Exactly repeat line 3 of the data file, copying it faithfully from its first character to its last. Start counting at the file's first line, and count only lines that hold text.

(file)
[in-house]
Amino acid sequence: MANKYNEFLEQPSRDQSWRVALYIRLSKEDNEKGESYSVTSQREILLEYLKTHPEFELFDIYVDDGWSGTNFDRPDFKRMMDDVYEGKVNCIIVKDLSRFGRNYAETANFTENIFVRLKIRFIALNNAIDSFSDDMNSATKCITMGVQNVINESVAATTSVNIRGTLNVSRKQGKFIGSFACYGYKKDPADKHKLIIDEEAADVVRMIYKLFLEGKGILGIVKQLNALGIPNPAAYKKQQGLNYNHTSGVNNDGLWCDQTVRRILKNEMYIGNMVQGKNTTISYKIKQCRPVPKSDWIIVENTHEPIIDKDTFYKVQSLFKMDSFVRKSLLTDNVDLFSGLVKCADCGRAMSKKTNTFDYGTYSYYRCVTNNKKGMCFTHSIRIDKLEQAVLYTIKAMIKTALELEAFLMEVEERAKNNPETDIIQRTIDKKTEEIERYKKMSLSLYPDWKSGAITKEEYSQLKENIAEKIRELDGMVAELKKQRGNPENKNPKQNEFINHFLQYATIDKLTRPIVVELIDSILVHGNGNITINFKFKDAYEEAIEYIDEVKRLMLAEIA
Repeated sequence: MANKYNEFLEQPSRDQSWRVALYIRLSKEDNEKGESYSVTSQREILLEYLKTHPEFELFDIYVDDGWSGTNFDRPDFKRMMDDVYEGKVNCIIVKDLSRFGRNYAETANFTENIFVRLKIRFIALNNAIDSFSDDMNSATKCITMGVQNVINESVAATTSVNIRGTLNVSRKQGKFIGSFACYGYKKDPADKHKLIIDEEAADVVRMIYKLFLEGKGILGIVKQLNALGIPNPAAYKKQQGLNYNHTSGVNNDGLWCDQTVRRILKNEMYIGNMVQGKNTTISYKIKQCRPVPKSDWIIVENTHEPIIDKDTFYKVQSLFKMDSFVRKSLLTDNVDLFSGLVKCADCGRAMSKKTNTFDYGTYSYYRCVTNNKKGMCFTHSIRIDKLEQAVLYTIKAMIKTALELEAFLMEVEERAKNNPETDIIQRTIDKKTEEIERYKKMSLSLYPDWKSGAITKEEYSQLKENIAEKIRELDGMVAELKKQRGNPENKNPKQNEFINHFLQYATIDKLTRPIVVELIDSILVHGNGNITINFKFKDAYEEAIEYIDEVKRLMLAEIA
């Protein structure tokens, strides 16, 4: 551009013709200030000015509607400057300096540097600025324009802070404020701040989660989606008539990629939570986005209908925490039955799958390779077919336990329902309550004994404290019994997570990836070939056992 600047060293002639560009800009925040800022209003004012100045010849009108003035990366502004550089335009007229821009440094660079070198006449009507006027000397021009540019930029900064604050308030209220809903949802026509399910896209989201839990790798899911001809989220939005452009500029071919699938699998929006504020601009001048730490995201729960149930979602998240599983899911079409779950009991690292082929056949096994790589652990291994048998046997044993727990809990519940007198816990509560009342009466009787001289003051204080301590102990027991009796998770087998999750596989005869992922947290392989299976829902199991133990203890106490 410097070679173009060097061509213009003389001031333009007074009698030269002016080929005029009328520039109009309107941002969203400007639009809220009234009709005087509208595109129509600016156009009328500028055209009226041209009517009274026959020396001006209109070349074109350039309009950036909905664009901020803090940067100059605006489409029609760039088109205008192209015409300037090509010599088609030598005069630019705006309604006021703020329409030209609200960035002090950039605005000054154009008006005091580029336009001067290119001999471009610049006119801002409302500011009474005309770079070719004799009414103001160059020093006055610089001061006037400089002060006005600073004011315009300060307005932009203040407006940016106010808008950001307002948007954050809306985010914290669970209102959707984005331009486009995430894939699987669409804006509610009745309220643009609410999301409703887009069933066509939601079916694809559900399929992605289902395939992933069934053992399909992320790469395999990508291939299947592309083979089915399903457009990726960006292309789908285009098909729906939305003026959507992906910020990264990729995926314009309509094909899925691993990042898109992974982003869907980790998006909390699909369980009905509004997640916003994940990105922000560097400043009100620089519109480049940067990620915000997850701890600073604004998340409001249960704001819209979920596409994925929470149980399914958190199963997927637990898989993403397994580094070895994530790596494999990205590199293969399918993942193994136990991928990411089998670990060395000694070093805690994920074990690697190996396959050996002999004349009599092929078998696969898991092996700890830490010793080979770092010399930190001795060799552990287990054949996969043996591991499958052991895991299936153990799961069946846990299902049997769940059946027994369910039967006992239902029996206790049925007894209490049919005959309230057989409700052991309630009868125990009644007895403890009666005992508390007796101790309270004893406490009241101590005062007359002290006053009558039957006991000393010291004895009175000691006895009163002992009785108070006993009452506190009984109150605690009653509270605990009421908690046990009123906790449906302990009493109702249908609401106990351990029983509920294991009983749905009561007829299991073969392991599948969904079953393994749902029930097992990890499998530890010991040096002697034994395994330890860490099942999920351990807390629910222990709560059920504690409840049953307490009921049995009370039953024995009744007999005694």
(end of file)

Repeated sequence: MANKYNEFLEQPSRDQSWRVALYIRLSKEDNEKGESYSVTSQREILLEYLKTHPEFELFDIYVDDGWSGTNFDRPDFKRMMDDVYEGKVNCIIVKDLSRFGRNYAETANFTENIFVRLKIRFIALNNAIDSFSDDMNSATKCITMGVQNVINESVAATTSVNIRGTLNVSRKQGKFIGSFACYGYKKDPADKHKLIIDEEAADVVRMIYKLFLEGKGILGIVKQLNALGIPNPAAYKKQQGLNYNHTSGVNNDGLWCDQTVRRILKNEMYIGNMVQGKNTTISYKIKQCRPVPKSDWIIVENTHEPIIDKDTFYKVQSLFKMDSFVRKSLLTDNVDLFSGLVKCADCGRAMSKKTNTFDYGTYSYYRCVTNNKKGMCFTHSIRIDKLEQAVLYTIKAMIKTALELEAFLMEVEERAKNNPETDIIQRTIDKKTEEIERYKKMSLSLYPDWKSGAITKEEYSQLKENIAEKIRELDGMVAELKKQRGNPENKNPKQNEFINHFLQYATIDKLTRPIVVELIDSILVHGNGNITINFKFKDAYEEAIEYIDEVKRLMLAEIA